R825433C009 Modeling Ecosystems Under Combined Stress
R825433C010 Mercury Uptake by Fish
R825433C011 Clear Lake Watershed
R825433C012 The Role of Fishes as Transporters of Mercury
R825433C013 Wetlands Restoration
R825433C014 Wildlife Bioaccumulation and Effects
R825433C015 Microbiology of Mercury Methylation in Sediments
R825433C016 Hg and Fe Biogeochemistry
R825433C017 Water Motions and Material Transport
R825433C018 Economic Impacts of Multiple Stresses
R825433C019 The History of Anthropogenic Effects
R825433C020 Wetland Restoration
R825433C021 Sierra Nevada Watershed Project
R825433C022 Regional Transport of Air Pollutants and Exposure of Sierra Nevada Forests to Ozone
R825433C023 Biomarkers of Ozone Damage to Sierra Nevada Vegetation
R825433C024 Effects of Air Pollution on Water Quality: Emission of MTBE and Other Pollutants From Motorized Watercraft
R825433C025 Regional Movement of Toxics
R825433C026 Effect of Photochemical Reactions in Fog Drops and Aerosol Particles on the Fate of Atmospheric Chemicals in the Central Valley
R825433C027 Source Load Modeling for Sediment in Mountainous Watersheds
R825433C028 Stress of Increased Sediment Loading on Lake and Stream Function
R825433C029 Watershed Response to Natural and Anthropogenic Stress: Lake Tahoe Nutrient Budget
R825433C030 Mercury Distribution and Cycling in Sierra Nevada Waterbodies
R825433C031 Pre-contact Forest Structure
R825433C032 Identification and distribution of pest complexes in relation to late seral/old growth forest structure in the Lake Tahoe watershed
R825433C033 Subalpine Marsh Plant Communities as Early Indicators of Ecosystem Stress
R825433C034 Regional Hydrogeology and Contaminant Transport in a Sierra Nevada Ecosystem
R825433C035 Border Rivers Watershed
R825433C036 Toxicity Studies
R825433C037 Watershed Assessment
R825433C038 Microbiological Processes in Sediments
R825433C039 Analytical and Biomarkers Core
R825433C040 Organic Analysis
R825433C041 Inorganic Analysis
R825433C042 Immunoassay and Serum Markers
R825433C043 Sensitive Biomarkers to Detect Biochemical Changes Indicating Multiple Stresses Including Chemically Induced Stresses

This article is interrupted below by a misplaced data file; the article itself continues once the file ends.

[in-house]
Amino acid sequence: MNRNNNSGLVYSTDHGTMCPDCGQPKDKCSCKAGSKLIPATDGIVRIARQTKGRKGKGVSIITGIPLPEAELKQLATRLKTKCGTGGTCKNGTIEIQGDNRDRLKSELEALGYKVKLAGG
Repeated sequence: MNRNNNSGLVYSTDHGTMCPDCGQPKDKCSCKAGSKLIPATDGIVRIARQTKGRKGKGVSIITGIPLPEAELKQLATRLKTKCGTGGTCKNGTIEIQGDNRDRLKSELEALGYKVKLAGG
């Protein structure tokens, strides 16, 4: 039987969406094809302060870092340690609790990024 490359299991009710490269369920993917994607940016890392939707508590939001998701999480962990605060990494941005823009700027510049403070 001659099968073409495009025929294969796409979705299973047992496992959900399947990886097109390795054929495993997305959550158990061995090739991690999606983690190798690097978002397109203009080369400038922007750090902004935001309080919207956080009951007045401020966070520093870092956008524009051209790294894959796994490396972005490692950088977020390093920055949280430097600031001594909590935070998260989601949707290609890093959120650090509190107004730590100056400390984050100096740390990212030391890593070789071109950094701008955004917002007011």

R825433C044 Molecular, Cellular and Animal Biomarkers of Exposure and Effect
R825433C045 Microbial Community Assays
R825433C046 Cumulative and Integrative Biochemical Indicators
R825433C047 Mercury and Iron Biogeochemistry
R825433C048 Transport and Fate Core
R825433C049 Role of Hydrogeologic Processes in Alpine Ecosystem Health
R825433C050 Regional Hydrologic Modeling With Emphasis on Watershed-Scale Environmental Stresses
R825433C051 Development of Pollutant Fate and Transport Models for Use in Terrestrial Ecosystem Exposure Assessment
R825433C052 Pesticide Transport in Subsurface and Surface Water Systems
R825433C053 Currents in Clear Lake
R825433C054 Data Integration and Decision Support Core
R825433C055 Spatial Patterns and Biodiversity
R825433C056 Modeling Transport in Aquatic Systems
R825433C057 Spatial and Temporal Trends in Water Quality
R825433C058 Time Series Analysis and Modeling Ecological Risk
R825433C060 Economic Effects of Multiple Stresses
R825433C061 Effects of Nutrients on Algal Growth
R825433C062 Nutrient Loading
R825433C063 Subalpine Wetlands as Early Indicators of Ecosystem Stress
R825433C064 Chlorinated Hydrocarbons
R825433C065 Sierra Ozone Studies
R825433C066 Assessment of Multiple Stresses on Soil Microbial Communities
R825433C067 Terrestrial - Agriculture
R825433C069 Molecular Epidemiology Core
R825433C070 Serum Markers of Environmental Stress
R825433C071 Development of Sensitive Biomarkers Based on Chemically Induced Changes in Expressions of Oncogenes
R825433C072 Molecular Monitoring of Microbial Populations
R825433C073 Aquatic - Rivers and Estuaries
R825433C074 Border Rivers - Toxicity Studies